From 6.30 a.m. on a wet and drizzly Sunday morning on May 1, 29 boats of all shapes and sizes began arriving on Clogherhead Strand to prepare for the 6th annual Boyne Boat Race, which will take place later in the morning. Postponed for two years due to COVID, the race was a huge success with the men’s crew of Inver Colpa not only winning their class but also winning the inaugural Cassidy Cup.
he two Inver Colpa racing crews, men and women, put in a colossal effort on the day and in the months leading up to training. The race itself is a real challenge – 15.5km long, starting in the open sea at Clogherhead then entering the Boyne at Mornington, requiring each crew’s helmsman to navigate the Boyne to Drogheda and finish under the De Lacy Bridge at Scotch Hall.
Speaking after the event, club chairman James McKevitt, who was also a member of the winning men’s team, said the day had been a huge success for the club and everyone involved.
“All members went to great lengths to organize the race, with a special mention to Grace and her race committee. We are very grateful to the many people who made this day possible: Drogheda Port, Boyne Fishermen’s Rescue & Recovery, the RNLI and the Red Cross. We are also indebted to our sponsors: Flogas, The Mariner and Grennan’s Bar,” said James.
“It was normal to see so many friends, family and people of Drogheda lining the river and the quays cheering the rowers. the river from the mouth of the Boyne is so scenic, passing Maiden’s Tower, Baltray, Queensborough, Beaulieu House and under the viaduct, all participants were rowing too hard to notice! special given the history of this short stretch of river, which follows the St. Patrick’s wash, the Vikings and even the salmon of knowledge. It is said that our very own Gerry Hodgins is still trying to catch that salmon”!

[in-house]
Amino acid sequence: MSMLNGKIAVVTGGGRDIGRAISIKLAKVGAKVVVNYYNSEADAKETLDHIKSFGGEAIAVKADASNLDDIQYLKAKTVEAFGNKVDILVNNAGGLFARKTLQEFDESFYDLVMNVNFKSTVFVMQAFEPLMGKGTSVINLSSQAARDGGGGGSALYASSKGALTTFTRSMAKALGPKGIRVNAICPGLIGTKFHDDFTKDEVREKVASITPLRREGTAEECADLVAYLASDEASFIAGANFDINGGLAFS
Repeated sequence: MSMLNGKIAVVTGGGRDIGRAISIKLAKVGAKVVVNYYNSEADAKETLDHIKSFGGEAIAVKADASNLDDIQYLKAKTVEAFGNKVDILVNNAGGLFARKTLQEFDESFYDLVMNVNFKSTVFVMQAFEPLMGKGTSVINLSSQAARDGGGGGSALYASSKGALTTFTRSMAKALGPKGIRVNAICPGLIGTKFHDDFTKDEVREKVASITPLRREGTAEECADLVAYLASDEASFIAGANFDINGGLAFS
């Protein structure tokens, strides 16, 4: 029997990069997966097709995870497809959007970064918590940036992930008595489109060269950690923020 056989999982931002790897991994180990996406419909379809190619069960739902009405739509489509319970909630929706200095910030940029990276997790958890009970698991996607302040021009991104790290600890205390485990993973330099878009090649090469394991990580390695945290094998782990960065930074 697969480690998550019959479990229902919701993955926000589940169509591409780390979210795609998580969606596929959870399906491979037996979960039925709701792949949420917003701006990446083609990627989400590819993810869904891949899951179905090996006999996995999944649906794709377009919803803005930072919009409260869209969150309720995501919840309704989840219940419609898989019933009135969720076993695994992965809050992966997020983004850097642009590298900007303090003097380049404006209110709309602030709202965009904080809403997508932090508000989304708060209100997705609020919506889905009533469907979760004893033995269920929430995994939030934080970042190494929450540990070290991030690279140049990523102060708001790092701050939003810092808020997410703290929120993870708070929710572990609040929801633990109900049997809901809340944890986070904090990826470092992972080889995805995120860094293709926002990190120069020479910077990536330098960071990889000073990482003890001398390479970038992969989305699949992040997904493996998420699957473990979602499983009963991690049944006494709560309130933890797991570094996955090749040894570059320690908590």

This year has seen record numbers of race entrants with crews hailing from as far away as Strangford Lough, Ballygally and Whitehead in Northern Ireland, as well as crews from Dublin and Wicklow amongst others. The boats that traveled across the country to compete were a mix of East Coast single sculls, St Ayles single sculls, currachs, All Ireland one design boats, Fiesas and Celtic rowboats.
The weather didn’t put anyone off Sunday. It was great to see so many boats on Clogherhead Strand that day after 2 years without being able to host the race due to the pandemic,” added Glenda Carter, club secretary and female crew member. “We are really proud of the effort put into the organization of the race by all members of our club and we hope that it will be even bigger and better next year”!
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